Cannabis Use and Severe COVID-19 Are Linked

A new study suggests that cannabis users are almost twice as likely to require hospitalization and intensive care when contracting COVID.

Since the start of the COVID-19 pandemic in 2020, researchers have been working hard to determine who faces an increased risk of experiencing severe outcomes, and a new study suggests cannabis users are on that list.

Conducted by researchers at Washington University School of Medicine in St. Louis and published in JAMA Network Open, the study aimed to determine whether cannabis use might be a risk factor for severe infection, as previous studies on the subject have produced contradictory results — with some even suggesting that cannabis may help the body fight off viral infections.


But these previous studies were mostly based on cells or animals, while this one is based on real-world healthcare data.

In the study, researchers found that cannabis use was, in fact, associated with an almost doubled risk of needing hospitalization and intensive care — similar to the risk level faced by tobacco smokers.

“There’s this sense among the public that cannabis is safe to use, that it’s not as bad for your health as smoking or drinking, that it may even be good for you,” said senior author Li-Shiun Chen, M.D., DSc, a professor of psychiatry, in a news release. “I think that’s because there hasn’t been as much research on the health effects of cannabis as compared to tobacco or alcohol. What we found is that cannabis use is not harmless in the context of COVID-19.”

Researchers conducted the study by analyzing health records from 72,501 people treated for COVID-19 at BJC HealthCare hospitals and clinics in Missouri and Illinois between Feb. 1, 2020, and Jan. 31, 2022.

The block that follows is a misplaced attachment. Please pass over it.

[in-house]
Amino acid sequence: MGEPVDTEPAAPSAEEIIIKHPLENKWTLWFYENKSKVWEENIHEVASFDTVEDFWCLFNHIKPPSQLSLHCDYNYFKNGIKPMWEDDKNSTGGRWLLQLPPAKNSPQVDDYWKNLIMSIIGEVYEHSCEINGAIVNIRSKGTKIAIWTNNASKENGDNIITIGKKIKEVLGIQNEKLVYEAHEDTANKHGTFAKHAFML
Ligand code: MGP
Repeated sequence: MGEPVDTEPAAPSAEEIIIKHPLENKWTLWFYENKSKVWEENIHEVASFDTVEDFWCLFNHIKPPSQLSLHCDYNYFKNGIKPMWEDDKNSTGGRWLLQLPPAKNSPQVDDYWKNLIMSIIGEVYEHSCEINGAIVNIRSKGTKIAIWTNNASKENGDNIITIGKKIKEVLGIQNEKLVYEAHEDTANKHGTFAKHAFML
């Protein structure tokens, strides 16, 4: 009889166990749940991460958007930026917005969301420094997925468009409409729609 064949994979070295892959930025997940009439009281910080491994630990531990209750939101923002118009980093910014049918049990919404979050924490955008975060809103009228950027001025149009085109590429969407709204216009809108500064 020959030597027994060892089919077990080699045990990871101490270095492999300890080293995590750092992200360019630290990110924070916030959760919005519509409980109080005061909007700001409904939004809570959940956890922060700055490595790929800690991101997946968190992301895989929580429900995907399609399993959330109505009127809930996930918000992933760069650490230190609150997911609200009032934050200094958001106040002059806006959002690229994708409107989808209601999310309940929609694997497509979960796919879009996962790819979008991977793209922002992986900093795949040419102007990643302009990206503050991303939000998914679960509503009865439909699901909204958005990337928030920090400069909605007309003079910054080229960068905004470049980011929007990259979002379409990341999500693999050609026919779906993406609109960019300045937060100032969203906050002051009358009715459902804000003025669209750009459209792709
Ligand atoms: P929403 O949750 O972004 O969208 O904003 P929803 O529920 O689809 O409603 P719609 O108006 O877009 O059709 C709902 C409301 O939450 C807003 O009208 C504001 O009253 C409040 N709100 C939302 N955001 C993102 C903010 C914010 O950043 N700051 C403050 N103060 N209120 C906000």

They found that those who had reported using cannabis in any form at least once in the previous year were 80% more likely to be hospitalized and 27% more likely to be admitted to the ICU than patients who had not used cannabis, even after taking into account tobacco smoking, vaccination, other health conditions, date of diagnosis, and demographic factors.

Tobacco smokers with COVID-19 were meanwhile 72% more likely to be hospitalized and 22% more likely to require intensive care than nonsmokers.

However, one significant difference between cannabis and tobacco use was found: the risk of death. While tobacco users were significantly less likely to survive their COVID-19 infection, the same was not true for cannabis users.

While the study doesn’t address why cannabis might increase the risk of severe outcomes, the authors suggest that it may be because inhaling cannabis smoke injures delicate lung tissue and makes it more vulnerable to infection. But that doesn’t mean edibles are harmless, either. As cannabis in all forms is known to suppress the immune system, the authors say it may impact the body’s ability to fight off viral infections no matter how it is consumed.


The authors say they hope their findings will lead to further research on the health effects of cannabis.


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